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Liz Roepke

  • BS in Geology, minor in Math from University of Puget Sound, cum laude ’11
  • MS in Earth Sciences, Biogeology track from University of Minnesota – Twin Cities, ’18

How I Became A Geologist:

My family goes camping a lot so I was outdoors a lot as a kid. In the summer during high school, I went on canoe trips with YMCA Camp Widjiwagan (based in Ely, MN) culminating with a 6-week whitewater canoeing trip through the Northwest Territories and Nunavut.

When I started college that fall, I took my first Geology class and I think I liked it so much because it helped explain why the different landscapes I had seen look the way they do… how rivers and glaciers change a landscape, how it’s influenced by the bedrock underneath.

After that one class, I was hooked and haven’t looked back since. A college class in “Mineral Resources and the Environment” sparked my interest in economic geology. I’ve always loved working in Minnesota because it has everything from Archaean to Quaternary geology.

My past experience includes: working with students as a Peer Research Advisor at Puget Sound University, attending Precambrian Field Camp at the University of Minnesota-Duluth, and working in the University of Minnesota geomicrobiology lab under Dr. Dan Jones. After my academic studies I worked at the Minnesota Geological Survey as a field technician, where I gained experience in bedrock geology mapping, passive seismic surveying, geophysical well logging, and glacial till studies.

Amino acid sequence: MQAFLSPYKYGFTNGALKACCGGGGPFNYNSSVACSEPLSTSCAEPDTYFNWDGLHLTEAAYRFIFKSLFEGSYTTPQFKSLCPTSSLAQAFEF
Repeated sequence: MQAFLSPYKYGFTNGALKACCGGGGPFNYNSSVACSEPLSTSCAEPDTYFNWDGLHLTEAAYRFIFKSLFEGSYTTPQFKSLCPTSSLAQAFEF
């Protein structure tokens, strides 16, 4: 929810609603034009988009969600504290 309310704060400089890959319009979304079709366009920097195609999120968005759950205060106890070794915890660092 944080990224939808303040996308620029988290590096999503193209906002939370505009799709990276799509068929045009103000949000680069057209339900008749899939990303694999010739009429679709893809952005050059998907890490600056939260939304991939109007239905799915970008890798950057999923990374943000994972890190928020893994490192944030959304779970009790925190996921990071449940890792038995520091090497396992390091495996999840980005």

My geologic fields of interest are: geomicrobiology, Granite-Greenstone terranes & Precambrian geology, orogenic gold, biogeochemistry, paleoenvironments, environmental geochemistry


Field Mapping

Sampling Programs

Data Analysis

Evaluations & Reporting

Drilling Programs


My research in grad school focused on removing metals from effluent at the Soudan Underground Iron Mine site using native fungi and bacteria. I enjoy thinking about the interactions between biology and geology, especially at small scales.


My grandfather worked for the Bureau of Mines trying to figure out how to drill on the Moon. It would be really cool to follow up on that and work on a project that studied mining in space. Another (more plausible) dream project would be biomining, using microbes to sequester metals from low-grade ore and waste rock.


“I’m excited to learn and grow with Big Rock on a hard-working team that values creativity, collaboration, and care for each other and the environments in which we work.” 

Liz Roepke, Project Geologist


Big Rock is continually looking for talented, driven professionals that want to be part of a young, energetic, and growth-minded team.

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